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Friday, September 20, 2013

"Phil Spector", Wall of Muted Sound

Phil Spector
It's quite strange. Being objective, "Phil Spector" doesn't have any big flaw. Good acting, a serious script, and a point of view that wants to offer something different, something more: a trial film no focused on the trial itself (something that would had been very dear to Hollywood), a drama without willing to "sell the drama" or win thanks to its impact, and a look to fame quite distant from the cliche-prone that celebrity biopics tend to be. But despite the remarkable virtues, the film is quite empty, lifeless.

Now go figure, the movie is about Phil Spector, a myth now in jail, a music producer legend transformed into the perfect example of an eccentric celebrity wasted away. What a potentially irresistible candy this could be in the hands of a greedy producer or/and an ambitious director. But that's not the case, prestigious director and writer David Mamet transforms a potential blockbuster into a radically unexpected proposal. A pretty obscure investigation/analysis of the clash between society and justice: was Spector convicted because a murder or because his fame and odd lifestyle?

And to show the dilemma Mamet delivers a script heavy on dialogues to two heavyweight actors: Helen Mirren and Al Pacino. To be honest, I was expecting nothing but another solid performance from Mirren and she doesn't disappoint in her role of defense attorney Linda Kenney Baden, but I was quite scared with Pacino, thinking that with such an eccentric and extreme character he could create another abomination like his Tony Montana (sorry Brian de Palma fans, not my cup of tea, to be polite), grotesque and annoying. But on the contrary, Pacino's Spector seems real, the rage episodes balancing admirably with the fragile looks of a wasted old man. Frustration and ego dramatically colliding on a person that really believes he should be treated like the legend he is.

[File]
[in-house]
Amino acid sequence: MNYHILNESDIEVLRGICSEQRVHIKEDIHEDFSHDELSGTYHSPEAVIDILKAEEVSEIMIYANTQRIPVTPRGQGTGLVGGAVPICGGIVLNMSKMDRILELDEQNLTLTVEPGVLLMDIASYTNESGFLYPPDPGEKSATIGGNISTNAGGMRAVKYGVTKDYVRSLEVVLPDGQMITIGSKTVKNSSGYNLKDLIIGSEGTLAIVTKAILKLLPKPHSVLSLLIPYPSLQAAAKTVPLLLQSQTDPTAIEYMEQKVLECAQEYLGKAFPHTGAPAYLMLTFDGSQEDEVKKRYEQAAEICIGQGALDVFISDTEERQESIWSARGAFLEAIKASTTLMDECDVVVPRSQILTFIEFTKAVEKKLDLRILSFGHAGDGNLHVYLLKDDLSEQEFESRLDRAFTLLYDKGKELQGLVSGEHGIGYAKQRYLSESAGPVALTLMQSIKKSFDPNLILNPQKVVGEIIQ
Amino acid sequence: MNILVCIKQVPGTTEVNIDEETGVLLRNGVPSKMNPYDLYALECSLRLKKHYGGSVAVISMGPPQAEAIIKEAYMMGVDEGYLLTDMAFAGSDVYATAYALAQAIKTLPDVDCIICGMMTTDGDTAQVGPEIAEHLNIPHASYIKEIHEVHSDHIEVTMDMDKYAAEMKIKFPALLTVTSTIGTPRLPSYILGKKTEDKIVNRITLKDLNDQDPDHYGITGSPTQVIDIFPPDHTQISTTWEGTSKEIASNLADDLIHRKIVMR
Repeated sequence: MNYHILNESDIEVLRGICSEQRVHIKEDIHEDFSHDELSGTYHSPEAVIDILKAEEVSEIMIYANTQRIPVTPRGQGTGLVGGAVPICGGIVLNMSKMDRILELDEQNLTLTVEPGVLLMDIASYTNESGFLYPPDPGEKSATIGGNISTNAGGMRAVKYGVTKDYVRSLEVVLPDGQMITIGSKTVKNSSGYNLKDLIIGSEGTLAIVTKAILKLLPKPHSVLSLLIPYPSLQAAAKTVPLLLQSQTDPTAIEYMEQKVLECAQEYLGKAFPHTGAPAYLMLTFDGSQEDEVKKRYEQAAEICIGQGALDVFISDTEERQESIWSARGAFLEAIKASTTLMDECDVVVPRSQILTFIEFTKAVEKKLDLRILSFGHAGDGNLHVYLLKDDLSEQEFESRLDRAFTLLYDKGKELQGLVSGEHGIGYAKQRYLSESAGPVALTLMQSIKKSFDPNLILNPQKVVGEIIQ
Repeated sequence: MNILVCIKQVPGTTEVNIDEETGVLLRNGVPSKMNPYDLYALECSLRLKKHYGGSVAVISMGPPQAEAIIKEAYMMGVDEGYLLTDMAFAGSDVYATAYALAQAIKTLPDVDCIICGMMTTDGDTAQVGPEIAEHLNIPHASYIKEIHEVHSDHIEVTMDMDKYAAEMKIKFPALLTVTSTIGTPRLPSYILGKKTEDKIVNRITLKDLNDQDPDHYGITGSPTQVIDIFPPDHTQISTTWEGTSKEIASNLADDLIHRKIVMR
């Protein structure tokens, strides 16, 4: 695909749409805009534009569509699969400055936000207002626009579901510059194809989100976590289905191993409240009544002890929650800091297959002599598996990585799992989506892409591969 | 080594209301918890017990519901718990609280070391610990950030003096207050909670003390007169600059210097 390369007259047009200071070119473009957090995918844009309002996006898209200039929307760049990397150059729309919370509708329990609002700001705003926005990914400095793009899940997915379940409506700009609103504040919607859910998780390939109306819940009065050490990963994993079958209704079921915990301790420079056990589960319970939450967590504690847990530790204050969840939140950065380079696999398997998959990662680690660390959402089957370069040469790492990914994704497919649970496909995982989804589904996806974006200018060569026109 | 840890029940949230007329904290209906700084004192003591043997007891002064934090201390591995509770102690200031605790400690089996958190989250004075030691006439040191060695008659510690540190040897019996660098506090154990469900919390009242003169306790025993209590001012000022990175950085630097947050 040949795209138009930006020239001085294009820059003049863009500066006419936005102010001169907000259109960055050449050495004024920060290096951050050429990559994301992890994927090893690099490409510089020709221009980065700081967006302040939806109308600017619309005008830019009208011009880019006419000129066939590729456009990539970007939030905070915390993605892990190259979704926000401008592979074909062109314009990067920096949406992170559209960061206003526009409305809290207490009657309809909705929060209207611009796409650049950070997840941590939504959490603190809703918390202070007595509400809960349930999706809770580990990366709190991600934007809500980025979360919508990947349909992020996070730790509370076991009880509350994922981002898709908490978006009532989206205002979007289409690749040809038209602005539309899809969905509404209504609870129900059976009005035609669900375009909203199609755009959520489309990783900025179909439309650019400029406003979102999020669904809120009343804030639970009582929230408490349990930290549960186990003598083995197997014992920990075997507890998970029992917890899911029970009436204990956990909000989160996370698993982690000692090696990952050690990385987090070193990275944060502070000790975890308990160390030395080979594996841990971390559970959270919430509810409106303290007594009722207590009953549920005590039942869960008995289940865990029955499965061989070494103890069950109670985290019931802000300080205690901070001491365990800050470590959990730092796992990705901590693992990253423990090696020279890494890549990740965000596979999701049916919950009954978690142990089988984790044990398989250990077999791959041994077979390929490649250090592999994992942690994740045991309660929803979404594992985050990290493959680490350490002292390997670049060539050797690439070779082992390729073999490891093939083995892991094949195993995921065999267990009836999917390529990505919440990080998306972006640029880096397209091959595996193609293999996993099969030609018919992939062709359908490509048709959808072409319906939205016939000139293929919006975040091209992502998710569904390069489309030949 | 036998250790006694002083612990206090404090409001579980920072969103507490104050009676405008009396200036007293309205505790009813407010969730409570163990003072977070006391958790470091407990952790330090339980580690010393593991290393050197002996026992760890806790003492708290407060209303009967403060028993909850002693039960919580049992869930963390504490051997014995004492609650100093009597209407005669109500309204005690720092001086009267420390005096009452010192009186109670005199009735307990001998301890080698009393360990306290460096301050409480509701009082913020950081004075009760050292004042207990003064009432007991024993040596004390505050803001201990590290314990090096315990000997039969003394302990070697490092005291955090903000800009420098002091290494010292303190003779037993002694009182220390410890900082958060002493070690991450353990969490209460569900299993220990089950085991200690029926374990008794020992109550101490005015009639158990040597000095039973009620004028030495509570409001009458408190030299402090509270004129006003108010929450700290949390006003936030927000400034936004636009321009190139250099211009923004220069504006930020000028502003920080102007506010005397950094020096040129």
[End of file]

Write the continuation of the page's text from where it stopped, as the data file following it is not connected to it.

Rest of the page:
Indeed, the elements are there, but the movie never really grabs you. It's a very cold movie, probably too analytic and little rewarding for the viewer. But aside from the emotional, then subjective, factors, the fact is "Spector" doesn't go further on the actual events of the case, there's zero detail about what went on court, which might be a brave or at least coherent move from Mamet. The director wanted to depict the relation between the music producer and his attorney while pointing out the "shadows" of a process too full of other elements than just the need to clarify if there was evidence enough to condemn Phil Spector as the murder of Lana Clarkson, but really ruins the whole point about the film. Once the trial begins, the film ends, so the spectator has the feeling the he has been watching the whole preparation of the trial just to be left without it. The way the whole thing concludes makes Mamet's proposal look biased and incomplete. This shouldn't be called "Phil Spector", but rather "The Phil Spector's defense preparations". That's enough to make a solid film? I have some serious doubts about it...

SCORE: 5,75/10

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